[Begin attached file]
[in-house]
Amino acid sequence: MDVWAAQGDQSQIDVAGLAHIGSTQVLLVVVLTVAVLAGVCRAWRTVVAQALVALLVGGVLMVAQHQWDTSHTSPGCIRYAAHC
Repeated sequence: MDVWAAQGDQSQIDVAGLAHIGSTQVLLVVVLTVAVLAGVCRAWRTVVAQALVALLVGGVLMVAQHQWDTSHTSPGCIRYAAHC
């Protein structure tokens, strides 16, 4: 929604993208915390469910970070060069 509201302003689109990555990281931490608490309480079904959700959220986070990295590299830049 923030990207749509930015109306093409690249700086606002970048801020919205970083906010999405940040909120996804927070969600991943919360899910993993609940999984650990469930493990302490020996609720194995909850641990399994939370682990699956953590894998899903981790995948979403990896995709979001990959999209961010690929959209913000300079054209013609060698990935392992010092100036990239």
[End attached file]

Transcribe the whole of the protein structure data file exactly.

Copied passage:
[in-house]
Amino acid sequence: MDVWAAQGDQSQIDVAGLAHIGSTQVLLVVVLTVAVLAGVCRAWRTVVAQALVALLVGGVLMVAQHQWDTSHTSPGCIRYAAHC
Repeated sequence: MDVWAAQGDQSQIDVAGLAHIGSTQVLLVVVLTVAVLAGVCRAWRTVVAQALVALLVGGVLMVAQHQWDTSHTSPGCIRYAAHC
């Protein structure tokens, strides 16, 4: 929604993208915390469910970070060069 509201302003689109990555990281931490608490309480079904959700959220986070990295590299830049 923030990207749509930015109306093409690249700086606002970048801020919205970083906010999405940040909120996804927070969600991943919360899910993993609940999984650990469930493990302490020996609720194995909850641990399994939370682990699956953590894998899903981790995948979403990896995709979001990959999209961010690929959209913000300079054209013609060698990935392992010092100036990239």